Shortly thereafter defendant was seen on the grounds of Mallinckrodt College by Wilmette Police Officer John Leydon, who also testified. Leydon repeatedly ordered the defendant to lie down but instead defendant began walking towards Leydon. Defendant told Leydon he would not stop, that he was afraid he was going to be hurt and only wanted to leave. He kept approaching Leydon, who kept backing away. Officer Fitzpatrick arrived at this point and successfully ordered defendant to stand up against a tree. Fitzpatrick approached defendant and attempted to force open one of his hands, which was formed into a fist. Defendant grabbed him and sprayed his face with a toxic chemical, apparently Mace. The chemical entered Fitzpatrick's eyes, causing them to burn, and also entered his nose and mouth, making breathing difficult. Fitzpatrick buried his head in defendant's stomach and grabbed his legs in order to bring him to the ground. Defendant reached over Fitzpatrick's back and removed the officer's gun from its holster. Fitzpatrick heard two shots as he fell to the ground; it was his belief from the feel of defendant's arm on his back that those shots were fired at Officer Leydon. Officer Leydon testified that those two shots were fired at him as he stood about six to eight feet away but both shots missed him. Fitzpatrick testified that at this point he grabbed defendant's gun-hand by the wrist and with his other hand grabbed the barrel of the gun. Defendant, with his finger on the trigger, kept bringing the gun down in the direction of Fitzpatrick's face. Fitzpatrick saw that defendant was pulling the trigger back and so made a jerking motion which moved the barrel back over his head. Defendant pulled the trigger and the gun went off. Fitzpatrick hit defendant twice in the face as hard as he could. Defendant got up with the officer again holding on to party of the gun. According to Fitzpatrick defendant kept pointing the gun down at Fitzpatrick's face with his finger on the trigger. Fitzpatrick again pushed the gun up and defendant fired it. At this point the gun was about 18 inches from the officer's face. Fitzpatrick kicked defendant in the groin and defendant broke loose and ran. Fitzpatrick, who had rolled away, heard eight to 10 shots. He initially joined in the chase but had difficulty seeing and was taken to the hospital. He testified that in addition to the spraying of his face he injured the knuckle and one finger of his left hand during the struggle for the gun. On cross-examination he admitted that in testimony before the grand jury he stated that defendant fired two shots at Leydon, two shots at him, and then, as defendant fled, two shots at both officers. He conceded that in fact he did not know if defendant fired more shots after the first four.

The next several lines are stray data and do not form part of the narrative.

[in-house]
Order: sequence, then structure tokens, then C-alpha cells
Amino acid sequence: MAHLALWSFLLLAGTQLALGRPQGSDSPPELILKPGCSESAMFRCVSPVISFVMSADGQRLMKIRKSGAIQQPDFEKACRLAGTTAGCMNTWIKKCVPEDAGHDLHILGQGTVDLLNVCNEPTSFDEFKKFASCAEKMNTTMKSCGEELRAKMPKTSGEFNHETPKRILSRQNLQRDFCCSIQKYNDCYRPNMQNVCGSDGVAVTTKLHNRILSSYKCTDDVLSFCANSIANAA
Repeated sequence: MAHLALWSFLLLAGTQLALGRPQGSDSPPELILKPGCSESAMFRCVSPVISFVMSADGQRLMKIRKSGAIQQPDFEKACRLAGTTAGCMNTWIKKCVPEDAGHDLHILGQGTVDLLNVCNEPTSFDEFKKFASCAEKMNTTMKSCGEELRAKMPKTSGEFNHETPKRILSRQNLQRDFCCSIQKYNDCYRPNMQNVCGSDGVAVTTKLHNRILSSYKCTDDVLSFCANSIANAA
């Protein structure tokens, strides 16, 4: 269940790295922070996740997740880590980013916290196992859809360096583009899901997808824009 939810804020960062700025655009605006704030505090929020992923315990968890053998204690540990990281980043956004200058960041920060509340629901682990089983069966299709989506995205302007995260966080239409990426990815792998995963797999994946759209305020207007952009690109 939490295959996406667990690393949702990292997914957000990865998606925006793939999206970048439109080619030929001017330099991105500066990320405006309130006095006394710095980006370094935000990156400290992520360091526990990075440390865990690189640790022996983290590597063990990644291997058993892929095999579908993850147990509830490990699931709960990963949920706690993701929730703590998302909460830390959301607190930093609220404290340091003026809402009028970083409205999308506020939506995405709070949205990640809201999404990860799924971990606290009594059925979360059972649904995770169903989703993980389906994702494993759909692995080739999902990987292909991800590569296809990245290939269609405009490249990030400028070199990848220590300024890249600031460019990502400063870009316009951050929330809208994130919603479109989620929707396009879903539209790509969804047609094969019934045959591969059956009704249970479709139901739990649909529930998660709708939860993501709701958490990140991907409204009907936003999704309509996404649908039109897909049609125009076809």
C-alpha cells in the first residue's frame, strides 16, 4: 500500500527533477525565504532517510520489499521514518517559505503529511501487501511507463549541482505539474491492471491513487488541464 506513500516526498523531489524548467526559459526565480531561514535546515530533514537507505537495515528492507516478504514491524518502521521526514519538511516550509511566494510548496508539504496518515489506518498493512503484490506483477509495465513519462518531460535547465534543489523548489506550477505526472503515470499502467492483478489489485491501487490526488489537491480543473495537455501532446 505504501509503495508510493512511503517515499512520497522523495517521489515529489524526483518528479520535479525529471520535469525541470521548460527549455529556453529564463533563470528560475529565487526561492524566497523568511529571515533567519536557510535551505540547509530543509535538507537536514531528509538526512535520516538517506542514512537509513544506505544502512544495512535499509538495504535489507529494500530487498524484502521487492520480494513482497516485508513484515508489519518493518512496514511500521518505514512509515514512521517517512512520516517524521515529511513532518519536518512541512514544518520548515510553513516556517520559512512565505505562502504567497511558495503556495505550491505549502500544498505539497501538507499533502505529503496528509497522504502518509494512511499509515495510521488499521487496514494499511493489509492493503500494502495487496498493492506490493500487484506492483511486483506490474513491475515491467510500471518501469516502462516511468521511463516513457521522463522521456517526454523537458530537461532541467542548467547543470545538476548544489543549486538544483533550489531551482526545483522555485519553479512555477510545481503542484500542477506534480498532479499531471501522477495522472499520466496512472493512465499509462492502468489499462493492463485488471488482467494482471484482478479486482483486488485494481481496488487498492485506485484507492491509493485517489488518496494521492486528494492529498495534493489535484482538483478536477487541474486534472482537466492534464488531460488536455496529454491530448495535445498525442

Officer Leydon testified that after defendant fired the first two shots at him he lay in the grass where he could not see the struggle. He heard two more shots and then saw defendant backing away with the gun in his hand. Defendant fired once in Leydon's direction and then ran. Leydon got up and fired six shots at the fleeing defendant. He conceded on cross-examination that he had erroneously stated in a police report that defendant fired two shots at him as defendant fled.